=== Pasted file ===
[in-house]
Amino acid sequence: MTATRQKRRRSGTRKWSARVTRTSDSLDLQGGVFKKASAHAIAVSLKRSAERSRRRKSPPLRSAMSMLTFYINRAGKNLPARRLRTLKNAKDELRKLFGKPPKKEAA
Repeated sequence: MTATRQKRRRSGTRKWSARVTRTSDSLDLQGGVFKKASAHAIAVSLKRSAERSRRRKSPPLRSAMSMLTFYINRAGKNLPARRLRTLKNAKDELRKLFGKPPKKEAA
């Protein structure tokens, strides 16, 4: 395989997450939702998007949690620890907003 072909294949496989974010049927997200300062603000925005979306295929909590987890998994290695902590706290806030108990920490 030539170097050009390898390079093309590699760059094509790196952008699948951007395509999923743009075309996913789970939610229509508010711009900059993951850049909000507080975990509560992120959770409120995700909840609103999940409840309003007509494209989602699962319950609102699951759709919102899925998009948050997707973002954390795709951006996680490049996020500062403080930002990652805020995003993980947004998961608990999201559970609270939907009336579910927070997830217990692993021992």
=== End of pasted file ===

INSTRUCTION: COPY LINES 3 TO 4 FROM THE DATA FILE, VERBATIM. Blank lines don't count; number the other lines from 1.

Repeated sequence: MTATRQKRRRSGTRKWSARVTRTSDSLDLQGGVFKKASAHAIAVSLKRSAERSRRRKSPPLRSAMSMLTFYINRAGKNLPARRLRTLKNAKDELRKLFGKPPKKEAA
């Protein structure tokens, strides 16, 4: 395989997450939702998007949690620890907003 072909294949496989974010049927997200300062603000925005979306295929909590987890998994290695902590706290806030108990920490 030539170097050009390898390079093309590699760059094509790196952008699948951007395509999923743009075309996913789970939610229509508010711009900059993951850049909000507080975990509560992120959770409120995700909840609103999940409840309003007509494209989602699962319950609102699951759709919102899925998009948050997707973002954390795709951006996680490049996020500062403080930002990652805020995003993980947004998961608990999201559970609270939907009336579910927070997830217990692993021992």